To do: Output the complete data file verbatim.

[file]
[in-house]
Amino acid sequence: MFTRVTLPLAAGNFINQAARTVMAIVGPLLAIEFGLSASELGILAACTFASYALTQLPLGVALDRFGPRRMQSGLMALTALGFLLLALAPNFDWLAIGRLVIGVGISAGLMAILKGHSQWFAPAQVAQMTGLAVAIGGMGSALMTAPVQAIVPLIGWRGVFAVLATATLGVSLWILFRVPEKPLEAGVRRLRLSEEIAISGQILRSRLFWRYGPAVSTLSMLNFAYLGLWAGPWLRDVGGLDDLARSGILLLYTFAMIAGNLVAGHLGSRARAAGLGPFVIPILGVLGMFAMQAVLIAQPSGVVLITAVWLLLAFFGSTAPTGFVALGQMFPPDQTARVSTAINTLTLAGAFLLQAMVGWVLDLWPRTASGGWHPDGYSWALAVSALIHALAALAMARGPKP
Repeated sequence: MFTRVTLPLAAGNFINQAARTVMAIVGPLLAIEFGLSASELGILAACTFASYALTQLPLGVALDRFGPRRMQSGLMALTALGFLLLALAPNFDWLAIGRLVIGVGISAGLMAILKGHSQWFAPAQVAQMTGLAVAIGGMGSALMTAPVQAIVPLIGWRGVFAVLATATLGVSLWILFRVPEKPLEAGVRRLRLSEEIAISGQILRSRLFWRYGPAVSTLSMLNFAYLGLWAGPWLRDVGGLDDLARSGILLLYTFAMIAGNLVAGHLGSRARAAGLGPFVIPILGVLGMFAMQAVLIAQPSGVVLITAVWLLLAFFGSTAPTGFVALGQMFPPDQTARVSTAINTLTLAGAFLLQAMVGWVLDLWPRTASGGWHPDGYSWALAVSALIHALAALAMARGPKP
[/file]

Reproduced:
[in-house]
Amino acid sequence: MFTRVTLPLAAGNFINQAARTVMAIVGPLLAIEFGLSASELGILAACTFASYALTQLPLGVALDRFGPRRMQSGLMALTALGFLLLALAPNFDWLAIGRLVIGVGISAGLMAILKGHSQWFAPAQVAQMTGLAVAIGGMGSALMTAPVQAIVPLIGWRGVFAVLATATLGVSLWILFRVPEKPLEAGVRRLRLSEEIAISGQILRSRLFWRYGPAVSTLSMLNFAYLGLWAGPWLRDVGGLDDLARSGILLLYTFAMIAGNLVAGHLGSRARAAGLGPFVIPILGVLGMFAMQAVLIAQPSGVVLITAVWLLLAFFGSTAPTGFVALGQMFPPDQTARVSTAINTLTLAGAFLLQAMVGWVLDLWPRTASGGWHPDGYSWALAVSALIHALAALAMARGPKP
Repeated sequence: MFTRVTLPLAAGNFINQAARTVMAIVGPLLAIEFGLSASELGILAACTFASYALTQLPLGVALDRFGPRRMQSGLMALTALGFLLLALAPNFDWLAIGRLVIGVGISAGLMAILKGHSQWFAPAQVAQMTGLAVAIGGMGSALMTAPVQAIVPLIGWRGVFAVLATATLGVSLWILFRVPEKPLEAGVRRLRLSEEIAISGQILRSRLFWRYGPAVSTLSMLNFAYLGLWAGPWLRDVGGLDDLARSGILLLYTFAMIAGNLVAGHLGSRARAAGLGPFVIPILGVLGMFAMQAVLIAQPSGVVLITAVWLLLAFFGSTAPTGFVALGQMFPPDQTARVSTAINTLTLAGAFLLQAMVGWVLDLWPRTASGGWHPDGYSWALAVSALIHALAALAMARGPKP